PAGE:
Memoirs of General W.T. Sherman

Text to Speech

getting breakfast; but he was not at the fire at all. Getting up,

I discovered that he had converted a tule-bolsa into a sail boat,

and was sailing for the gold-mines. He was astride this bolsa,

with a small parcel of bread and meat done up in a piece of cloth;

another piece of cloth, such as we used for making our signal-

stations, he had fixed into a sail; and with a paddle he was

directing his precarious craft right out into the broad bay, to

follow the general direction of the schooners and boats that he

knew were ascending the Sacramento River. He was about a hundred

yards from the shore. I jerked up my gun, and hailed him to come

back. After a moment's hesitation, he let go his sheet and began

to paddle back. This bolsa was nothing but a bundle of tule, or

bullrush, bound together with grass-ropes in the shape of a cigar,

about ten feet long and about two feet through the butt. With

these the California Indiana cross streams of considerable size.

When he came ashore, I gave him a good overhauling for attempting

to desert, and put him to work getting breakfast. In due time we

returned him to his ship, the Ohio. Subsequently, I made a bargain

with Mr. Hartnell to survey his ranch at Cosnmnes River, Sacramento

Valley. Ord and a young citizen, named Seton, were associated with

me in this. I bought of Rodman M. Price a surveyor's compass,

chain, etc., and, in San Francisco, a small wagon and harness.

Availing ourselves of a schooner, chartered to carry Major Miller

and two companies of the Second Infantry from San Francisco to

Stockton, we got up to our destination at little cost. I recall an

occurrence that happened when the schooner was anchored in

Carquinez Straits, opposite the soldiers' camp on shore. We were

waiting for daylight and a fair wind; the schooner lay anchored at

an ebb-tide, and about daylight Ord and I had gone ashore for

something. Just as we were pulling off from shore, we heard the

loud shouts of the men, and saw them all running down toward the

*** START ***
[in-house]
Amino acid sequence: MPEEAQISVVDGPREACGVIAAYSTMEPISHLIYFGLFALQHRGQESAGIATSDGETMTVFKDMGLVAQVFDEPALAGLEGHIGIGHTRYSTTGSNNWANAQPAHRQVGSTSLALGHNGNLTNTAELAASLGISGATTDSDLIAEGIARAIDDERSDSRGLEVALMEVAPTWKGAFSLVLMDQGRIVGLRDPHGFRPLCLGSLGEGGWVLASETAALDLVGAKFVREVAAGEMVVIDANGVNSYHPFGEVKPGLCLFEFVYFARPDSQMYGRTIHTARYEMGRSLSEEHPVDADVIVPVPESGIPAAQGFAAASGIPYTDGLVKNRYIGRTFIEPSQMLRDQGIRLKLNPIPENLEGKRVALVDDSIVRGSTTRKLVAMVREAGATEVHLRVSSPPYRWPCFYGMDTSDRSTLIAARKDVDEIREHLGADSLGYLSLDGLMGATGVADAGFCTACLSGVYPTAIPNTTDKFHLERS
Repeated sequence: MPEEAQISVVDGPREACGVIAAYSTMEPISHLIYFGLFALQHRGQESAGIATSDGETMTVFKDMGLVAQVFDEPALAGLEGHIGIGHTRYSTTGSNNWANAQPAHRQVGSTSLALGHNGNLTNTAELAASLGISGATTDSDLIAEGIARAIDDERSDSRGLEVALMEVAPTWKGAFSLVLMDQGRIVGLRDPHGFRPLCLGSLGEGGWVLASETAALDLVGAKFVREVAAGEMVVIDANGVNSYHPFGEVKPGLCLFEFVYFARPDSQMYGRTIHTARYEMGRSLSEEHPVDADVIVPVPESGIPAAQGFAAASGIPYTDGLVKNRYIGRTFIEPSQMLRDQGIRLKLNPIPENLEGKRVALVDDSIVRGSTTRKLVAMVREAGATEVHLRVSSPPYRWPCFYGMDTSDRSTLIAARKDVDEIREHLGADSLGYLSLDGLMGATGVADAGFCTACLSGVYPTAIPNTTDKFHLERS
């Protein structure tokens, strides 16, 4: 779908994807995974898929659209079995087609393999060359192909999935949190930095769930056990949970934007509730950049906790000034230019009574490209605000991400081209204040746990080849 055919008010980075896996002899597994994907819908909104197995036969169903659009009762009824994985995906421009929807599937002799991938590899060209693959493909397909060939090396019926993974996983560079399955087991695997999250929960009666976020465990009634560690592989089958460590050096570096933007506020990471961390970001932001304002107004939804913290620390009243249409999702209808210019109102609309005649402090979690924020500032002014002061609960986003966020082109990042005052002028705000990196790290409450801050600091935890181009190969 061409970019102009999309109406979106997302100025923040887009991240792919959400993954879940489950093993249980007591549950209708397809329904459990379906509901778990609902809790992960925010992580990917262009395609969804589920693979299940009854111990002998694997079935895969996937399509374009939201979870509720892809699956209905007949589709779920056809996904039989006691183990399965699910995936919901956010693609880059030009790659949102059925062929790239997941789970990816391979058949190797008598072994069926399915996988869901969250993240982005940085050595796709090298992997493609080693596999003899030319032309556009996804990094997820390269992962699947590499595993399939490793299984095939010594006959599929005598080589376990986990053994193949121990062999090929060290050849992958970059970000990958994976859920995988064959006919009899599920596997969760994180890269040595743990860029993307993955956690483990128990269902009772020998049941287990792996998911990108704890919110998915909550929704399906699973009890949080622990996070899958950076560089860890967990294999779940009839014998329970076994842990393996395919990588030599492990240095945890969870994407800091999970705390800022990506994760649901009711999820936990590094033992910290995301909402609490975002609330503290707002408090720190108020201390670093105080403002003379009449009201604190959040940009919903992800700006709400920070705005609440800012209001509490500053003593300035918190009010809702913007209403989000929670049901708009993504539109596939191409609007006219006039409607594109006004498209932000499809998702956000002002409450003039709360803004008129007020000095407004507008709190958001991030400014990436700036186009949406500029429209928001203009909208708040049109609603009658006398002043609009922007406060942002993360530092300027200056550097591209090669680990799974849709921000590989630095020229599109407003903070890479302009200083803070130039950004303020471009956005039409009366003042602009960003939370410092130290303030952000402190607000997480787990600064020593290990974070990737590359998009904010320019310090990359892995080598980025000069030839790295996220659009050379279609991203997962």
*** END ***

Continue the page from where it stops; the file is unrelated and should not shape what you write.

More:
water. Our attention thus drawn, we saw something swimming in the

water, and pulled toward it, thinking it a coyote; but we soon

recognized a large grizzly bear, swimming directly across the

channel. Not having any weapon, we hurriedly pulled for the

schooner, calling out, as we neared it, "A bear! a bear!" It so

happened that Major Miller was on deck, washing his face and hands.

He ran rapidly to the bow of the vessel, took the musket from the

hands of the sentinel, and fired at the bear, as he passed but a

short distance ahead of the schooner. The bear rose, made a growl

or howl, but continued his course. As we scrambled up the

port-aide to get our guns, the mate, with a crew, happened to have

a boat on the starboard-aide, and, armed only with a hatchet, they

pulled up alongside the bear, and the mate struck him in the head

with the hatchet. The bear turned, tried to get into the boat, but

the mate struck his claws with repeated blows, and made him let go.

After several passes with him, the mate actually killed the bear,

got a rope round him, and towed him alongside the schooner, where

he was hoisted on deck. The carcass weighed over six hundred

pounds. It was found that Major Miller's shot had struck the bear

in the lower jaw, and thus disabled him. Had it not been for this,

the bear would certainly have upset the boat and drowned all in it.

As it was, however, his meat served us a good turn in our trip up

to Stockton. At Stockton we disembarked our wagon, provisions, and

instruments. There I bought two fine mules at three hundred

dollars each, and we hitched up and started for the Coaumnes River.